PC-based image processor speeds radiotherapy-treatment simulation

To effectively plan and verify radiation therapy, many hospital facilities use radiotherapy simulators to analyze images of patients, verify that the planned treatment can be performed as intended, and match the anatomical positioning to the treatment plan. During radiation, x-rays are passed through the patient and are then converted to a video signal by an image intensifier. These images are then displayed on a video monitor to verify and document the planned treatment.

PC-based image processor speeds radiotherapy-treatment simulation

To effectively plan and verify radiation therapy, many hospital facilities use radiotherapy simulators to analyze images of patients, verify that the planned treatment can be performed as intended, and match the anatomical positioning to the treatment plan. During radiation, x-rays are passed through the patient and are then converted to a video signal by an image intensifier. These images are then displayed on a video monitor to verify and document the planned treatment.

In the past, video monitors provided a full-screen real-time display of the image from the image intensifier and provided contrast and brightness adjustments. Now, with the increasing computational power of Pentium-based PCs and add-in image processor boards, medical-imaging vendors are looking to replace existing monitors with workstations based on PC technology (Pentium/ Pentium-II, PCI, Windows NT) and to increase functionality.

At Precitron AB (Uppsala, Sweden), a PC-based system dubbed the Imcon/Orion workstation has been developed to replace the conventional fluoroscopic monitors found in radiation-therapy simulators. In operation, images from the x-ray image intensifier are digitized, processed, and displayed using the PCI-based Genesis vision processor from Matrox (Dorval, Quebec, Canada).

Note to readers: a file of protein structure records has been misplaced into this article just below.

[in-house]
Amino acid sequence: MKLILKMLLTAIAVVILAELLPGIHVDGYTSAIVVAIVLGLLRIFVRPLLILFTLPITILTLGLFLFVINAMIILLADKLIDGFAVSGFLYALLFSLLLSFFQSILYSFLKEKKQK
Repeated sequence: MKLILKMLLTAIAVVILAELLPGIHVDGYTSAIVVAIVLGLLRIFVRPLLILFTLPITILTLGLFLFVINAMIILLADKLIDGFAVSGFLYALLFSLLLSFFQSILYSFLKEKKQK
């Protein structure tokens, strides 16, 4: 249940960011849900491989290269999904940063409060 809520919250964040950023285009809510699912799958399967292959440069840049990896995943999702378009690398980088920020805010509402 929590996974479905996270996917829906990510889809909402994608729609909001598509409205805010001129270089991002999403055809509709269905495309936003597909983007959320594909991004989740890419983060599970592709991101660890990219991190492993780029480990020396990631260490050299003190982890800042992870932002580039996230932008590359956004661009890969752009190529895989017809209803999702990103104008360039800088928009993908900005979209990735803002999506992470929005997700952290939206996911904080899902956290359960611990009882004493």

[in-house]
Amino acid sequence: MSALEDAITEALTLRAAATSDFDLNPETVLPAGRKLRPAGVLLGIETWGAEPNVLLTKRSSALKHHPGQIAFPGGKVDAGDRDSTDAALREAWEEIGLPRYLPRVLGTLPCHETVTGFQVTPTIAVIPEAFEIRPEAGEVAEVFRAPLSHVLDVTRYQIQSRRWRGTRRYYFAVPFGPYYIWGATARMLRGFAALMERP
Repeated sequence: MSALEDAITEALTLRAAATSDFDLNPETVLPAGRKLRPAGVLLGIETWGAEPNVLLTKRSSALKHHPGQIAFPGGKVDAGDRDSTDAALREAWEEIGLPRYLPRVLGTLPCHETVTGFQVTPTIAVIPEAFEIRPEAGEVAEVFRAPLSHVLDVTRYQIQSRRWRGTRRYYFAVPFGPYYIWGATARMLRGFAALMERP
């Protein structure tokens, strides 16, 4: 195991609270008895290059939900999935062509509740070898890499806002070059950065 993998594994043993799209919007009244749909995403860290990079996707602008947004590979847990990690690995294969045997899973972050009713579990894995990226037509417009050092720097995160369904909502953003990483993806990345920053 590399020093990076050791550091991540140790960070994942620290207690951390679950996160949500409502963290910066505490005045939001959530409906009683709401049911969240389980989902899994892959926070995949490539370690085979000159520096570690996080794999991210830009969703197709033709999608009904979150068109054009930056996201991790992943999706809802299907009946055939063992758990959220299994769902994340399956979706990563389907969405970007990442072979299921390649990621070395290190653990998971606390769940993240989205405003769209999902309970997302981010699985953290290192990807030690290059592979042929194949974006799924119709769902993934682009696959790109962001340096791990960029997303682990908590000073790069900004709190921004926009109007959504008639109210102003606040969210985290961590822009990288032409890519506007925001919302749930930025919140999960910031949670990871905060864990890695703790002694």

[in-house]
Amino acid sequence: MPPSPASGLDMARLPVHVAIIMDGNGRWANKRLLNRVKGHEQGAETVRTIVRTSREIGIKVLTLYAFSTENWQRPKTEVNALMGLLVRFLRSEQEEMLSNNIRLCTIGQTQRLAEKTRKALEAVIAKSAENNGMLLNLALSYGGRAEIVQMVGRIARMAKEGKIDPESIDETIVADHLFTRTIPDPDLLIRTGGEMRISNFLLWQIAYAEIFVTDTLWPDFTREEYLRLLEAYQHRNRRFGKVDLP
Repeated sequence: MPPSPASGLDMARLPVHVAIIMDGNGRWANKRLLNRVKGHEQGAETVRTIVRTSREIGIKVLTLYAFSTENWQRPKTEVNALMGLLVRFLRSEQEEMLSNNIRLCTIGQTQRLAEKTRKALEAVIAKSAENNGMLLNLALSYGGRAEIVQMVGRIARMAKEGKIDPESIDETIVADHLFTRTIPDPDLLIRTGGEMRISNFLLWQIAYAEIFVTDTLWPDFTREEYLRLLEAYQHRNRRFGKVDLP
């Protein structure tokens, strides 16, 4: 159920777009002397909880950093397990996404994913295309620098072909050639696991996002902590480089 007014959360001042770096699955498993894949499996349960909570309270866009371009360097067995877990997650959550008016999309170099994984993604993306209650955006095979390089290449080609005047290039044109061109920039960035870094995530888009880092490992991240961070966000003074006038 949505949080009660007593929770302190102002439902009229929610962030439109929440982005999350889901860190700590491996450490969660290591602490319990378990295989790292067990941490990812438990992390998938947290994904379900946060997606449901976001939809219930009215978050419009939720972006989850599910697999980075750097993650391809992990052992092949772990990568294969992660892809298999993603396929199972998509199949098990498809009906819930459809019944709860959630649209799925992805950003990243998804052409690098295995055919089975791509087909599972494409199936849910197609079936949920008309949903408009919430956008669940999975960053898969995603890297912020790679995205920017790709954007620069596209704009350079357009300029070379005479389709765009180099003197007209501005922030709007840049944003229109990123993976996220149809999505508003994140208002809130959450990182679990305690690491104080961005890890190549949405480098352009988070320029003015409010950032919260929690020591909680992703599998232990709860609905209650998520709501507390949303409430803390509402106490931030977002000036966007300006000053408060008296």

"Using the functionality of the Genesis, including on-board DSP," says Kjell Westerlund, president of Precitron AB, "allows the PC-based system to digitize and enhance the signal, make geometrical corrections, and display the resultant images from the x-ray intensifier at 25 frames/s."

Using the board`s nondestructive overlay mode, the physician can draw target-volume and beam-block contours on the image. These contours also can be projected onto the patient using a modified monochrome LCD panel from Sharp Electronics (Mahwah, NJ) and are controlled by the host PC over an RS-232 link. In this way, they can be marked on the patient`s skin together with other reference points for visual verification of treatment set-up at the radiation-therapy system.

In developing the image-processing algorithms for the Imcon/Orion, Westerlund and his colleagues used image-processing functions found in the high-level C-library for the Genesis board. To provide physicians with an easy-to-use graphical user interface, Westerlund employed Delphi software from Borland--now Inprise (Scotts Valley, CA)--a Windows application tool that is designed to develop, deploy, and manage distributed is applications.

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